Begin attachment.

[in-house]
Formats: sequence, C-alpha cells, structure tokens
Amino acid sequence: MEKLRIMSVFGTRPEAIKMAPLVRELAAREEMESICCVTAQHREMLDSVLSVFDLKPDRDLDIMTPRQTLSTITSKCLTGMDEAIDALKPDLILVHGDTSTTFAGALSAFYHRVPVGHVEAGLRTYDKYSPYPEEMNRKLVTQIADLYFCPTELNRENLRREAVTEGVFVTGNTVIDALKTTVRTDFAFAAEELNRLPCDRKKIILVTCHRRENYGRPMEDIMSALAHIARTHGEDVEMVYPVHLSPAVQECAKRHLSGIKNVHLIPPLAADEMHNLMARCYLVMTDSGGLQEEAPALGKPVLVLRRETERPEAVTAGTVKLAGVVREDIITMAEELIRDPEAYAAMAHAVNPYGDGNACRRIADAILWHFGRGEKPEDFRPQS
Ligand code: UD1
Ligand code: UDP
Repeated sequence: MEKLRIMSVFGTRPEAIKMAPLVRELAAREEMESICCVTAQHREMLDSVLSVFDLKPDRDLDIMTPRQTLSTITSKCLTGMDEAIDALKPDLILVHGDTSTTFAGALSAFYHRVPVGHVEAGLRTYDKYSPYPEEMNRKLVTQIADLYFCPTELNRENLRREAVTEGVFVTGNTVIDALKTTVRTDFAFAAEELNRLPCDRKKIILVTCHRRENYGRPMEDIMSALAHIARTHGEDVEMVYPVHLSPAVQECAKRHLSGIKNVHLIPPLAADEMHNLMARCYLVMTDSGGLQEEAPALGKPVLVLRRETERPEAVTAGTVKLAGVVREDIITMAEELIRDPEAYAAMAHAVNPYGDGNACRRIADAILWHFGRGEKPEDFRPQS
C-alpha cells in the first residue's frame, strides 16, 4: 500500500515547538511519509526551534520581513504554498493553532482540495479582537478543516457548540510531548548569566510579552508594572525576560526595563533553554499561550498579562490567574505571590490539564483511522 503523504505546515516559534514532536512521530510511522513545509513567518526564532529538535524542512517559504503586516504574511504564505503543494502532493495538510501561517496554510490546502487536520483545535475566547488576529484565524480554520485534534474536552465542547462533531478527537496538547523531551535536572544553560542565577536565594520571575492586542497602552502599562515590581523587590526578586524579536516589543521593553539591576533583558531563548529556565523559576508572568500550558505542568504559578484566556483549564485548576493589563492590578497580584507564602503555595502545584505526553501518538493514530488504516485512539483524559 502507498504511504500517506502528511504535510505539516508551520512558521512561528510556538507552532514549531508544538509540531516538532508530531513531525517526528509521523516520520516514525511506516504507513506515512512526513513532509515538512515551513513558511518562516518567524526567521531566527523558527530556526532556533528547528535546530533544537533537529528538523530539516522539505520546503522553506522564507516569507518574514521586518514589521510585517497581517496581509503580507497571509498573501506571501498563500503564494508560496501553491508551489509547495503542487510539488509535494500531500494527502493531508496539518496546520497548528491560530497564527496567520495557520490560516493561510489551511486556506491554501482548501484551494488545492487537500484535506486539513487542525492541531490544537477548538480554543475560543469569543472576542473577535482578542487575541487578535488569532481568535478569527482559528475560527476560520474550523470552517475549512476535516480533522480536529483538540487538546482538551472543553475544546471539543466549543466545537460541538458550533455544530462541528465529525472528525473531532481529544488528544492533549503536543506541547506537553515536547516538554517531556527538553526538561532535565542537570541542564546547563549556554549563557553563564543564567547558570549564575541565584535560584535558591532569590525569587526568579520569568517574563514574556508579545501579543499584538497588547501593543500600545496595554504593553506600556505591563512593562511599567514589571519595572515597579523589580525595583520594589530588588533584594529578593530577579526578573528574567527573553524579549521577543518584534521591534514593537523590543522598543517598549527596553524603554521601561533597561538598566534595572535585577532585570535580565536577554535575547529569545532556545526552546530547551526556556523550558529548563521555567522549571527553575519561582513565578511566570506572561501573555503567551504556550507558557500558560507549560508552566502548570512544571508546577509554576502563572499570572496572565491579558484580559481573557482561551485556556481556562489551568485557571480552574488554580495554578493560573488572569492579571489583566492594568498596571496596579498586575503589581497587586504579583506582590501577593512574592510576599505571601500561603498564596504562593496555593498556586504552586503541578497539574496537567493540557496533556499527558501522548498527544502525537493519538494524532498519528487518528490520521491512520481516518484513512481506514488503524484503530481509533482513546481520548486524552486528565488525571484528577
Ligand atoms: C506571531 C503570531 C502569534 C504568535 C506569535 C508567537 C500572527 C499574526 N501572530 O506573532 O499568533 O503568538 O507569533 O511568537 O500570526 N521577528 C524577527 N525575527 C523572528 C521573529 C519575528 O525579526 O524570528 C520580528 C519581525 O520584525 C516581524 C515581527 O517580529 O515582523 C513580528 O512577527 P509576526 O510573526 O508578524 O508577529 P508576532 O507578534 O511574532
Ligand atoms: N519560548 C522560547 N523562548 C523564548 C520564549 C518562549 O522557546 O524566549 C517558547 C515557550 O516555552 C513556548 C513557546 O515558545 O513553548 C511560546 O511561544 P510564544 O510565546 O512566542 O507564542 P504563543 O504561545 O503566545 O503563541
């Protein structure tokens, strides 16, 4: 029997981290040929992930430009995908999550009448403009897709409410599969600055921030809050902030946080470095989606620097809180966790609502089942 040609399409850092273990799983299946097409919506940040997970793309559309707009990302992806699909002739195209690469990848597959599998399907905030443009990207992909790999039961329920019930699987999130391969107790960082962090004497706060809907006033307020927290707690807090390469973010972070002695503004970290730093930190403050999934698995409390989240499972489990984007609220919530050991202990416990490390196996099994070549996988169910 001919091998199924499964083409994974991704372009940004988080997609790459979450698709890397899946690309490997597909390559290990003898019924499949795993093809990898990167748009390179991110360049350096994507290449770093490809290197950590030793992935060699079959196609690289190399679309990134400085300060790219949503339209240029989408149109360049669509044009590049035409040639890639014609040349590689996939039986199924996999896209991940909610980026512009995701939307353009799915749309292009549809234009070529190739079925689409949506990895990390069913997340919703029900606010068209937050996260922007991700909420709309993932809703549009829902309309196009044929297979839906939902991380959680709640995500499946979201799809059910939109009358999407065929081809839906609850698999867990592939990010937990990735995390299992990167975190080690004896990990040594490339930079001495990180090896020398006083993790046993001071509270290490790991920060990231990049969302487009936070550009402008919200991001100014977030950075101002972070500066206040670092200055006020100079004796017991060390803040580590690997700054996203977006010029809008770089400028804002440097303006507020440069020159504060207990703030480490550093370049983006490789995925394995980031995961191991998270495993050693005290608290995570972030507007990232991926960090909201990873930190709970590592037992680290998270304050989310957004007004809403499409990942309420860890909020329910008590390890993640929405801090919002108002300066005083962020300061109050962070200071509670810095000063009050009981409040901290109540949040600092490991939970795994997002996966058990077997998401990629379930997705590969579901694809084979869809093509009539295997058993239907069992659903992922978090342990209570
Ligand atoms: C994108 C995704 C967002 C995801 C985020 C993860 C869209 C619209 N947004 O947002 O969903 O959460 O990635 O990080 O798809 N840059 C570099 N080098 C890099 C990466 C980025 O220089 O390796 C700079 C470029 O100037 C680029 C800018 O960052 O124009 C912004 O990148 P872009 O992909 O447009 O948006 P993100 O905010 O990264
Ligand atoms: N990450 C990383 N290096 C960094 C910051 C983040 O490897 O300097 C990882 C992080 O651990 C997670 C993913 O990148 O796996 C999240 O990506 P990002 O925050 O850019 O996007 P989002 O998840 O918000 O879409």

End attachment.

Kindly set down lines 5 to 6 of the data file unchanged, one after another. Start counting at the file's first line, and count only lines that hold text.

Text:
Ligand code: UDP
Repeated sequence: MEKLRIMSVFGTRPEAIKMAPLVRELAAREEMESICCVTAQHREMLDSVLSVFDLKPDRDLDIMTPRQTLSTITSKCLTGMDEAIDALKPDLILVHGDTSTTFAGALSAFYHRVPVGHVEAGLRTYDKYSPYPEEMNRKLVTQIADLYFCPTELNRENLRREAVTEGVFVTGNTVIDALKTTVRTDFAFAAEELNRLPCDRKKIILVTCHRRENYGRPMEDIMSALAHIARTHGEDVEMVYPVHLSPAVQECAKRHLSGIKNVHLIPPLAADEMHNLMARCYLVMTDSGGLQEEAPALGKPVLVLRRETERPEAVTAGTVKLAGVVREDIITMAEELIRDPEAYAAMAHAVNPYGDGNACRRIADAILWHFGRGEKPEDFRPQS